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J Med Virol. 2005 Aug;76(4):511-9.

Small interfering RNA effectively inhibits protein expression and negative strand RNA synthesis from a full-length hepatitis C virus clone.

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Department of Pathology and Laboratory Medicine, Tulane University Health Sciences Center, New Orleans, Louisiana 70112, USA.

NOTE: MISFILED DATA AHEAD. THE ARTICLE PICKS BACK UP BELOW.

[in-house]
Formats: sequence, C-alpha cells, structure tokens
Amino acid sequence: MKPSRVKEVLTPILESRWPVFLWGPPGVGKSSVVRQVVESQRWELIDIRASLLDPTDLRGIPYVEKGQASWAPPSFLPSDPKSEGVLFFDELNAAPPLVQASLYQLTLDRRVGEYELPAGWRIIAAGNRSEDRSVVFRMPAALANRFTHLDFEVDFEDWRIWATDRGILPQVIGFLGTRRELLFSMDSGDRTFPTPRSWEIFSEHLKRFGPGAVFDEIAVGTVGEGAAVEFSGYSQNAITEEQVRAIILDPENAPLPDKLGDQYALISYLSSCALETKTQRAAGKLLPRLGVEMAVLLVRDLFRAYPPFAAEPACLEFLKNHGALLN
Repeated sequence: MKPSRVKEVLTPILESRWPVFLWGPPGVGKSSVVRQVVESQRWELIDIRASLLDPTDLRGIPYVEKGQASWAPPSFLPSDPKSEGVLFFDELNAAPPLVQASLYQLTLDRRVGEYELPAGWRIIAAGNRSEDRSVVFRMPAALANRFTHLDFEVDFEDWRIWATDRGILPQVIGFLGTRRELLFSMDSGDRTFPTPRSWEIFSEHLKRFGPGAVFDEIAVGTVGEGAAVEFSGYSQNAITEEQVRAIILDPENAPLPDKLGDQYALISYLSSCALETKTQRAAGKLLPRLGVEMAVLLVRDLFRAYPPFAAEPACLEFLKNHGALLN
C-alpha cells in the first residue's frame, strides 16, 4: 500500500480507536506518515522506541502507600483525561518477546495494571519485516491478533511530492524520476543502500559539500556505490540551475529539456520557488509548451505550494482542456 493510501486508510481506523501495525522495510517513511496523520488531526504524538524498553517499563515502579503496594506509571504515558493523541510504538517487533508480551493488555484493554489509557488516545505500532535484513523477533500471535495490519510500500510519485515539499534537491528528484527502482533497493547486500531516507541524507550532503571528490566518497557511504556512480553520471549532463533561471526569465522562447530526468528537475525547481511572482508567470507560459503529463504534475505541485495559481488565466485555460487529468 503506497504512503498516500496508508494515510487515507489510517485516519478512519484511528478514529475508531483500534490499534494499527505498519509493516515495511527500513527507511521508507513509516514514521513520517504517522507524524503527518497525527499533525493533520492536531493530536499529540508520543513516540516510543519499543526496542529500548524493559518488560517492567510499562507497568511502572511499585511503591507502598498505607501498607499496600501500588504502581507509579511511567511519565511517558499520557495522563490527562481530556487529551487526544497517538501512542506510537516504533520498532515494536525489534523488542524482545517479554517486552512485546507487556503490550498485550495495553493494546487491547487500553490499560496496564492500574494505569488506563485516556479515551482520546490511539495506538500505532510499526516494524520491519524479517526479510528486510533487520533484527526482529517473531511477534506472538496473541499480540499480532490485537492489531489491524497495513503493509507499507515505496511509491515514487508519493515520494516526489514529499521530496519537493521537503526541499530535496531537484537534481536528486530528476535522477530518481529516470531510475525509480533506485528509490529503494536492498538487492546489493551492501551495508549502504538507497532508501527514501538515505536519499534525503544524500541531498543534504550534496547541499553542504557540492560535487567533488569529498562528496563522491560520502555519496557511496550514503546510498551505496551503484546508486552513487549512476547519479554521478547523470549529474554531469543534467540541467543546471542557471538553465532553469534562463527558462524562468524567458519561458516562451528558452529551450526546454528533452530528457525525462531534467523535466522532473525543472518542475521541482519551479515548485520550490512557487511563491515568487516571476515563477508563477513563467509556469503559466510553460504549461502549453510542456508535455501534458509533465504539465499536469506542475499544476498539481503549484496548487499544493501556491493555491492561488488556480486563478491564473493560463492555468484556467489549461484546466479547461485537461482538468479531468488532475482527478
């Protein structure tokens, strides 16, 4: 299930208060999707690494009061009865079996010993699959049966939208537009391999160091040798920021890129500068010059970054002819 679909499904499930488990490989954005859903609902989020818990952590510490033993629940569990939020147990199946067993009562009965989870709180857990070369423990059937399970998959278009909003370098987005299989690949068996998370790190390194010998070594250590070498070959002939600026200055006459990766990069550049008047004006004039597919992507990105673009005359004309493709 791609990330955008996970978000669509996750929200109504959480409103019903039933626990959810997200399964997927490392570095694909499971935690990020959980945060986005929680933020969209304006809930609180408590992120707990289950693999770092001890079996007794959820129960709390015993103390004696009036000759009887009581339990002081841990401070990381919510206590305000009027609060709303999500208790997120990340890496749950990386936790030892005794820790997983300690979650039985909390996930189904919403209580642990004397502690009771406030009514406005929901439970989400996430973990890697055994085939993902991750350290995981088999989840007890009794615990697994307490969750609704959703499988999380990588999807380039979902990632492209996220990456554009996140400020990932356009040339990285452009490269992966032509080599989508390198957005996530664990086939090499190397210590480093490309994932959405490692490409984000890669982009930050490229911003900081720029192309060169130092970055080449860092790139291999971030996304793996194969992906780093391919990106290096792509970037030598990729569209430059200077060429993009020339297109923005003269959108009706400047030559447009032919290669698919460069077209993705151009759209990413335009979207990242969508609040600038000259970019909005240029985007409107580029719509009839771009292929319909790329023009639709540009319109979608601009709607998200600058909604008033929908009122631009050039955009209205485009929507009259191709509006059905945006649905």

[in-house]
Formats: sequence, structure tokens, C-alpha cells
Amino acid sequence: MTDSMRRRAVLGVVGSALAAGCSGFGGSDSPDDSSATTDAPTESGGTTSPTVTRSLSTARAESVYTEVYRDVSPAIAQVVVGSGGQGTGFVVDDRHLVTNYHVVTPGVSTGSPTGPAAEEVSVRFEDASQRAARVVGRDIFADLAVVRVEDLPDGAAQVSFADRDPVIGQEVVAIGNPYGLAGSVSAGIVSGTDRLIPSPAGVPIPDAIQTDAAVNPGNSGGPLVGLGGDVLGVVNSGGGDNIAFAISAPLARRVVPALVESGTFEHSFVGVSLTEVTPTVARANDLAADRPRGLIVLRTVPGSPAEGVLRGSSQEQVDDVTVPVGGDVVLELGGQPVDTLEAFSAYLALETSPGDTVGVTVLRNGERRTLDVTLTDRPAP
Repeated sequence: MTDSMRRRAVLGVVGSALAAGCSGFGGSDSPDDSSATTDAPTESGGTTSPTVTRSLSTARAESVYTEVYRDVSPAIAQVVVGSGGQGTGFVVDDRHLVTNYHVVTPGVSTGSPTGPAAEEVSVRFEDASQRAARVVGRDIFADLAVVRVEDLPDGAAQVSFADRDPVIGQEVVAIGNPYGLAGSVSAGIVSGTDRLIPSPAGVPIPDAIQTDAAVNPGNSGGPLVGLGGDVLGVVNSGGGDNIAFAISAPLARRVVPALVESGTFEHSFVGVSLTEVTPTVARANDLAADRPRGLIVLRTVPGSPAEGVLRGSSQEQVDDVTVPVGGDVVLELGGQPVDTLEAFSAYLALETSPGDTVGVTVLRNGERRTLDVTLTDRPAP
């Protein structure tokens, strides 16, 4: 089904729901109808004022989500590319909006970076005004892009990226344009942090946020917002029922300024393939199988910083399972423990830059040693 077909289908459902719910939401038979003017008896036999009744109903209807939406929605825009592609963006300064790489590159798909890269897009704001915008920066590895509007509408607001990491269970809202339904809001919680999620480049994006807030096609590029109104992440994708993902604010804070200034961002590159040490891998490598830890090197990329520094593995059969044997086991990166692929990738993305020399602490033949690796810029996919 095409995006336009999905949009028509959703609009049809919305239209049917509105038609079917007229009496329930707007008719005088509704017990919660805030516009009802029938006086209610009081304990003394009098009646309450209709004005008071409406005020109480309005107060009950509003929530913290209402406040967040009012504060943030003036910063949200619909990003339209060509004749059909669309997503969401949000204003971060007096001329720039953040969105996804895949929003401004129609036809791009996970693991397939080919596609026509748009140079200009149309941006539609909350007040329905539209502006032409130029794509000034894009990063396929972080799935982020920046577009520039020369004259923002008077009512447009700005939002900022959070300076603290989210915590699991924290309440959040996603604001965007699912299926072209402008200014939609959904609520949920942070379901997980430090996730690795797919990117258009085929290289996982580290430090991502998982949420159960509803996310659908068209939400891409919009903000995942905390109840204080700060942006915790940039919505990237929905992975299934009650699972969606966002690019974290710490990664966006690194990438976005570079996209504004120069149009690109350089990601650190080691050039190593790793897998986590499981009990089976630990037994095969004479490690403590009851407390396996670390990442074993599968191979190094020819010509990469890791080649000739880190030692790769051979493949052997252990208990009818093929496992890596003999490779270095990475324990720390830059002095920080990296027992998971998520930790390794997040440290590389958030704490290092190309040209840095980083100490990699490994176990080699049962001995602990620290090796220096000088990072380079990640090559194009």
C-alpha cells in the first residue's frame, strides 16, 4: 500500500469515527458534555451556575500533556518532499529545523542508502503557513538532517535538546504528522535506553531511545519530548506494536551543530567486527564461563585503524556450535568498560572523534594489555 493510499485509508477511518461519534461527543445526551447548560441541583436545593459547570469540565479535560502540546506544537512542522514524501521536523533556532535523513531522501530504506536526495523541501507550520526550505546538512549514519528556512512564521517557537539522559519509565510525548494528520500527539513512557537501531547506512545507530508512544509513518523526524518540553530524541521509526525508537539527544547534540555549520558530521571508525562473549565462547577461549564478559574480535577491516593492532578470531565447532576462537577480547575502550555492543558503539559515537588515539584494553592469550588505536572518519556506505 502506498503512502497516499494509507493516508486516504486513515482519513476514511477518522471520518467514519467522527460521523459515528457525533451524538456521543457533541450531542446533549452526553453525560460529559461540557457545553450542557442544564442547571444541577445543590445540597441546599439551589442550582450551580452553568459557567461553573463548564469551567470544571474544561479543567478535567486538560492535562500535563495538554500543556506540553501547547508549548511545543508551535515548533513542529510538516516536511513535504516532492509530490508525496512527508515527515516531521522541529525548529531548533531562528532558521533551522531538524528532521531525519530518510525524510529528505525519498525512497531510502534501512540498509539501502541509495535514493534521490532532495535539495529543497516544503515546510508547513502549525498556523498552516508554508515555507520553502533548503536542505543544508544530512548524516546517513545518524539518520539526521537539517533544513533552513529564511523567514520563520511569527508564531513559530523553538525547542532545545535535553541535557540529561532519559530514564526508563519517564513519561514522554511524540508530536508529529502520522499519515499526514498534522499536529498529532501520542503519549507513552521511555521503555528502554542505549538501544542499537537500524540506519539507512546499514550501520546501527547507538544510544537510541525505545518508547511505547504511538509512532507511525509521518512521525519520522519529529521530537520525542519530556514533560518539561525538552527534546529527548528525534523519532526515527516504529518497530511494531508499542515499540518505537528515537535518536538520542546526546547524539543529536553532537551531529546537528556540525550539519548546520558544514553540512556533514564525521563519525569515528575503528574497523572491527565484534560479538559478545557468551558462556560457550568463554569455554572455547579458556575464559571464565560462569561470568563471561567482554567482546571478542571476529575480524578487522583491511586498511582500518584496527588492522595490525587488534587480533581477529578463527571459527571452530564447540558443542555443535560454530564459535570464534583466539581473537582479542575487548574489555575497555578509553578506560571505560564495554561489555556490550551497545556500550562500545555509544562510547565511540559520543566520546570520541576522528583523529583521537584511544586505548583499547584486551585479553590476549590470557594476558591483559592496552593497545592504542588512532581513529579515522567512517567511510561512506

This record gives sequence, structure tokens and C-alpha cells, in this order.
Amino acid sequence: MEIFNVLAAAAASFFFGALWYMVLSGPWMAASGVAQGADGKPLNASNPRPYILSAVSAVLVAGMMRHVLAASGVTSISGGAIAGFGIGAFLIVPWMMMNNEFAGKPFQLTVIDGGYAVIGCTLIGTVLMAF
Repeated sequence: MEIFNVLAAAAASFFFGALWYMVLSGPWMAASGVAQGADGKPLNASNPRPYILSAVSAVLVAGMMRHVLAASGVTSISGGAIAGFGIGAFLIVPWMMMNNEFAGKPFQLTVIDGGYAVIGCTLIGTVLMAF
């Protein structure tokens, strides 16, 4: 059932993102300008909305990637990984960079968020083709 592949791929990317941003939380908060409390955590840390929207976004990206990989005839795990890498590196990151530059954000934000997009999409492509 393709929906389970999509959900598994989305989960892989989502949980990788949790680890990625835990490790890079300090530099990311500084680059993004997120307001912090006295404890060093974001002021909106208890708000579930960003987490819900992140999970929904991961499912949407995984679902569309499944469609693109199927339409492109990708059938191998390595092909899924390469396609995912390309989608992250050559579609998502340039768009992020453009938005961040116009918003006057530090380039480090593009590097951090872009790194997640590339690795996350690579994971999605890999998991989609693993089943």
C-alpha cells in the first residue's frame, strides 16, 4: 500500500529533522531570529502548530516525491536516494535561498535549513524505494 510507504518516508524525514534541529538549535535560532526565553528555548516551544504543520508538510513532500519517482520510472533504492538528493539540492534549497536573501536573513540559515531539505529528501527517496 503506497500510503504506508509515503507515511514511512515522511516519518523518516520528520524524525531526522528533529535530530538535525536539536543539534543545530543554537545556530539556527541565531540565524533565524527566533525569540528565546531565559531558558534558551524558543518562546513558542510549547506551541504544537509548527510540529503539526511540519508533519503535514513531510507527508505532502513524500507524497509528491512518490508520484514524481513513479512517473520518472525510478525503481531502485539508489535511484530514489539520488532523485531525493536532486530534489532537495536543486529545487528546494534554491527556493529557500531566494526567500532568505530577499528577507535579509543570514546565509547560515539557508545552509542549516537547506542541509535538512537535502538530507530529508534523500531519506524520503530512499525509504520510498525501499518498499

Hepatitis C virus (HCV) infection is usually treated with the combination of interferon and ribavirin, but only a small fraction of patients develop a sustained remission. There is need for the development of specific molecular approaches for the treatment of chronic HCV infection. We propose that RNA interference is highly effective antiviral strategy that offers great potential for the treatment of HCV infection. Three plasmid constructs expressing small interfering RNAs (siRNAs) targeted to sequences encoding the structural gene (E2) and non-structural genes (NS3, NS5B) of HCV1a genome were prepared. Antiviral properties of siRNAs against the HCV1a strain were studied in a transient replication model that involved the use of a transcription plasmid containing the full-length HCV genome and an adenovirus expressing T7 RNA polymerase. We found that siRNAs targeted to the E2, NS3 and NS5B regions of the HCV genome efficiently inhibited expression of the HCV core and NS5A protein measured by Western blot analysis and immunocytochemical staining. Intracytoplasmic immunization of siRNAs in HCV-transfected cells efficiently degraded genomic positive strand HCV RNA, as shown by ribonuclease protection assay (RPA). All three siRNAs efficiently inhibited synthesis of replicative negative strand HCV RNA in the transfected cells. A control siRNA plasmid against a Epstein--Barr virus latency gene did not inhibit protein expression and negative strand HCV RNA. These results suggest that RNAi is an effective and alternative approach that can be used to inhibit HCV expression and replication.

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